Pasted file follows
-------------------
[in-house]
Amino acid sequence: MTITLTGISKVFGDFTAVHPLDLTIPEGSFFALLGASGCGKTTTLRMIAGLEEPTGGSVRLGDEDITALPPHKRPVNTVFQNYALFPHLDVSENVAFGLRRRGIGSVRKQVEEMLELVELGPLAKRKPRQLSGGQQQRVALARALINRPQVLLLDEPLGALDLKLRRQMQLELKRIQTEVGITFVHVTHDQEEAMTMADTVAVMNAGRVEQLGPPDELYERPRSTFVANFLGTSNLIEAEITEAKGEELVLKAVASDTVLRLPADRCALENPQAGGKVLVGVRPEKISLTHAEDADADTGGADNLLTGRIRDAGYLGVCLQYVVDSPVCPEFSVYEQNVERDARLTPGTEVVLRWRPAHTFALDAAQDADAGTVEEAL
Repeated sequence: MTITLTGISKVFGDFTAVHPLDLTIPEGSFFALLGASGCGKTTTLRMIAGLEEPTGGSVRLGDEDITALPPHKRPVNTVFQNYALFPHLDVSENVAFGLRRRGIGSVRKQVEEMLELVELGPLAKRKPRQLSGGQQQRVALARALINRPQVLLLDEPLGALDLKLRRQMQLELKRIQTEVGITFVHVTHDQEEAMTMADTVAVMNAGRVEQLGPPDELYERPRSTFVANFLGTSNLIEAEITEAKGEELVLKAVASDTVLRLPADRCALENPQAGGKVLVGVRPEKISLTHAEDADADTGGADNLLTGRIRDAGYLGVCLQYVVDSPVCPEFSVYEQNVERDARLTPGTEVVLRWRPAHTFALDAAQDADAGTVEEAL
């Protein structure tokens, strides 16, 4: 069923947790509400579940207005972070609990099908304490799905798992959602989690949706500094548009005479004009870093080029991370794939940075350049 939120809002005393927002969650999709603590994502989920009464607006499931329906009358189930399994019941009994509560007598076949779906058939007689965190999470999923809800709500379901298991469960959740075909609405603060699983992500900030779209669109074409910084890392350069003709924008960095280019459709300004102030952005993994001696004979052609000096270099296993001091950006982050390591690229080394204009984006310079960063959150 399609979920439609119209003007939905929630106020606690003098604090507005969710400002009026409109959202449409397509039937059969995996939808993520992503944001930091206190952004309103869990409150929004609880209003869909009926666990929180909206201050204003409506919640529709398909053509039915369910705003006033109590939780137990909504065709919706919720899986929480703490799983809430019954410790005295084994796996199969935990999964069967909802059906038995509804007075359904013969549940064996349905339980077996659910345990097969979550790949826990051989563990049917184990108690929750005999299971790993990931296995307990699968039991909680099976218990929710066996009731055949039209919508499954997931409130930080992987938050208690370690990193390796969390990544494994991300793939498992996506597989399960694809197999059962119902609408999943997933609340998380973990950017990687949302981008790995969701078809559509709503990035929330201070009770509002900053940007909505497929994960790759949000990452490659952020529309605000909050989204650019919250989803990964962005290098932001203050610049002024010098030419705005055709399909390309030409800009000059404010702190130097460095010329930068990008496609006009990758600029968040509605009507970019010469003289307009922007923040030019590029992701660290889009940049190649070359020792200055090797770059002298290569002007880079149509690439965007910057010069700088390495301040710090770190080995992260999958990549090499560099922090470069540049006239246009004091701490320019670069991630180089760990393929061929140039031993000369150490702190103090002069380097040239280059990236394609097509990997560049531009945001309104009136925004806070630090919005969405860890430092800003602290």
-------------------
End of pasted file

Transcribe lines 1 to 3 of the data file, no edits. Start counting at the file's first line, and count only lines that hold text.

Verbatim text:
[in-house]
Amino acid sequence: MTITLTGISKVFGDFTAVHPLDLTIPEGSFFALLGASGCGKTTTLRMIAGLEEPTGGSVRLGDEDITALPPHKRPVNTVFQNYALFPHLDVSENVAFGLRRRGIGSVRKQVEEMLELVELGPLAKRKPRQLSGGQQQRVALARALINRPQVLLLDEPLGALDLKLRRQMQLELKRIQTEVGITFVHVTHDQEEAMTMADTVAVMNAGRVEQLGPPDELYERPRSTFVANFLGTSNLIEAEITEAKGEELVLKAVASDTVLRLPADRCALENPQAGGKVLVGVRPEKISLTHAEDADADTGGADNLLTGRIRDAGYLGVCLQYVVDSPVCPEFSVYEQNVERDARLTPGTEVVLRWRPAHTFALDAAQDADAGTVEEAL
Repeated sequence: MTITLTGISKVFGDFTAVHPLDLTIPEGSFFALLGASGCGKTTTLRMIAGLEEPTGGSVRLGDEDITALPPHKRPVNTVFQNYALFPHLDVSENVAFGLRRRGIGSVRKQVEEMLELVELGPLAKRKPRQLSGGQQQRVALARALINRPQVLLLDEPLGALDLKLRRQMQLELKRIQTEVGITFVHVTHDQEEAMTMADTVAVMNAGRVEQLGPPDELYERPRSTFVANFLGTSNLIEAEITEAKGEELVLKAVASDTVLRLPADRCALENPQAGGKVLVGVRPEKISLTHAEDADADTGGADNLLTGRIRDAGYLGVCLQYVVDSPVCPEFSVYEQNVERDARLTPGTEVVLRWRPAHTFALDAAQDADAGTVEEAL